We've been introduced to Babby's "dry powder" philosophy during his tenure here, and in line with that the newbies were desiccant picks. They fit splendidly into a long term rebuilding project. A plan that favors prudence to haste. A plan to rebuild the "right way."(Although I don't necessarily think that quick and right have to be mutually exclusive... of course that's just me).
By opening their team workouts and giving media more access to the proceedings the Suns actually managed to be more clandestine than the cloak and dagger nature of recent years. I never understood the policy of working out players behind closed doors and it appears that McDonough didn't either. Instead he chose to hide right in front of our faces.
The lack of predictability among whom the Suns were targeting should be lauded. Unlike last year, when I successfully predicted the Suns would choose Kendall Marshall (whom I didn't want the team to pick) despite the furtive nature of the team's activities leading into the draft, this year I was admittedly nonplused when Len's name was called. How many of you thought it would be him with Noel and McLemore still available?
I'm still of the belief that the Suns were high on Oladipo, but even after the draft I would be intrigued to find out exactly what the Suns board actually looked like... because I still have no idea. The ability of the team to be more open with their fans while still being able to keep their plans completely under wraps is refreshing.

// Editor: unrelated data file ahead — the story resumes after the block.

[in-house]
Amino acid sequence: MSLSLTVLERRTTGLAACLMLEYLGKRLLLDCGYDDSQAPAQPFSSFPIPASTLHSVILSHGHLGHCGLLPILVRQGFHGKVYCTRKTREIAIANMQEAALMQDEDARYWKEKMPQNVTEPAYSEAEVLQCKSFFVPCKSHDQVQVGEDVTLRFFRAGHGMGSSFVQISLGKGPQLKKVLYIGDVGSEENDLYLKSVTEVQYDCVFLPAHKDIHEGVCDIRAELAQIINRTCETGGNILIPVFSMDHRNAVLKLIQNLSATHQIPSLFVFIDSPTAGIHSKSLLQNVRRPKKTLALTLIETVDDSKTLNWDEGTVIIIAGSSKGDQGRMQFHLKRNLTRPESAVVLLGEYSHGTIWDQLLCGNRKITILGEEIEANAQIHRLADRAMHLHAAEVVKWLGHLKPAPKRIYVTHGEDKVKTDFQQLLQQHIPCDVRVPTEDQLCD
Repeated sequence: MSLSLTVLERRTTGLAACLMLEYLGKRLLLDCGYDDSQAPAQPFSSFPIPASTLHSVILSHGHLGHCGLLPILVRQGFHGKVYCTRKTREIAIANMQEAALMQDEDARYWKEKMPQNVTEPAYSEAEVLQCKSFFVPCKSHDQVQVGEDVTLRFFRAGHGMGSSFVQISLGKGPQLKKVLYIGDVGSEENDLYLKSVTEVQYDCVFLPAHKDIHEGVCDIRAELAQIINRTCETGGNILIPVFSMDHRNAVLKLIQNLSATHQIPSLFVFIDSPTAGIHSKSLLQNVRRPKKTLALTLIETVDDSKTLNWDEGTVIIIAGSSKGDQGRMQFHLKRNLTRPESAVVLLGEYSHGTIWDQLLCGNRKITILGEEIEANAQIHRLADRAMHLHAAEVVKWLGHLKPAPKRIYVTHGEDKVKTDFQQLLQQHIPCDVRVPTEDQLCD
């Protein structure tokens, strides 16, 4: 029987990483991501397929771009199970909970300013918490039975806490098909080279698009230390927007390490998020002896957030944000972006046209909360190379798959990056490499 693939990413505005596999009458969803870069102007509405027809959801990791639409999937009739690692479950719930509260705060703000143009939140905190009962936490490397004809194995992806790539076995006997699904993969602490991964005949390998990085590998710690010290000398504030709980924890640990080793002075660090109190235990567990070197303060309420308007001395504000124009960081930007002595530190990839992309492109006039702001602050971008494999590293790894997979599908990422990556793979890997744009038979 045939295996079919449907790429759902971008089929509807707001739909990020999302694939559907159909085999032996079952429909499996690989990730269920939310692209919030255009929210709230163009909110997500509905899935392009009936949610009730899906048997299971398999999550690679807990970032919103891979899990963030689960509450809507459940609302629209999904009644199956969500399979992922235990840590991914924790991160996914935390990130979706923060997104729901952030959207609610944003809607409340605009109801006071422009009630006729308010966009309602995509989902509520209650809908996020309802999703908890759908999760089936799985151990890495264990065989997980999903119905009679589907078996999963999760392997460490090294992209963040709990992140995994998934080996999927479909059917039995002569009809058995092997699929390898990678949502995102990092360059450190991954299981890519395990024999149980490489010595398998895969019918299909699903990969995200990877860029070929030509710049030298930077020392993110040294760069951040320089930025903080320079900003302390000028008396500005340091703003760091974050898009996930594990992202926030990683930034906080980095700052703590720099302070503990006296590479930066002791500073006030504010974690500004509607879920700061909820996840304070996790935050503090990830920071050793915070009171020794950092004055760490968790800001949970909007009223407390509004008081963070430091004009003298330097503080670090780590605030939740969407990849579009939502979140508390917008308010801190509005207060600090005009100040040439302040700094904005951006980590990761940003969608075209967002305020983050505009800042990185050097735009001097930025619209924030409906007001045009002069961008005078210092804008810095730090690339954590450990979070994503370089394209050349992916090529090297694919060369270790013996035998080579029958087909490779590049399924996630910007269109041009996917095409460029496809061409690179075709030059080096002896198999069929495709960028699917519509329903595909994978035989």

Free Agency and the Future
1. Ryan has a track record of being at least a competent talent evaluator. Hopefully this will translate to success in this area. The first case study with the Suns is in progress.
2. I felt the Suns went the safe route with the #5 pick... and so did McDonough. If a team picks the player they had ranked #1 overall that probably seems a pretty safe proposition. It still remains unclear whether the team might be willing to gamble a lottery pick on a high ceiling player with issues. For instance, a guy that drops due to possible character concerns associated with a mother with a criminal record and an itinerant history related to schooling. In a league with very few guarantees, trepidation over a calculated gamble can be self-defeating.
3. McDonough has all the qualifications to succeed, but my trust in him will evolve on a merit based system. I'm sure Ryan would agree that it's something he needs to earn.
4. Ryan apparently has no problem with going after the players he covets completely independent of external influences. This is a collaborative effort between him and his staff.
5. Be patient. The Suns are going to be.
6. Expect the Suns to be an open book... inscribed with invisible ink. Or don't expect anything. The Suns have been anything but predictable since McDonough's hiring.
7. Based on McMiracle's obsession with preparedness there is at least some reason to be confident that the moves of today adumbrate favorably towards a return to prominence in the future... After all, luck favors the prepared.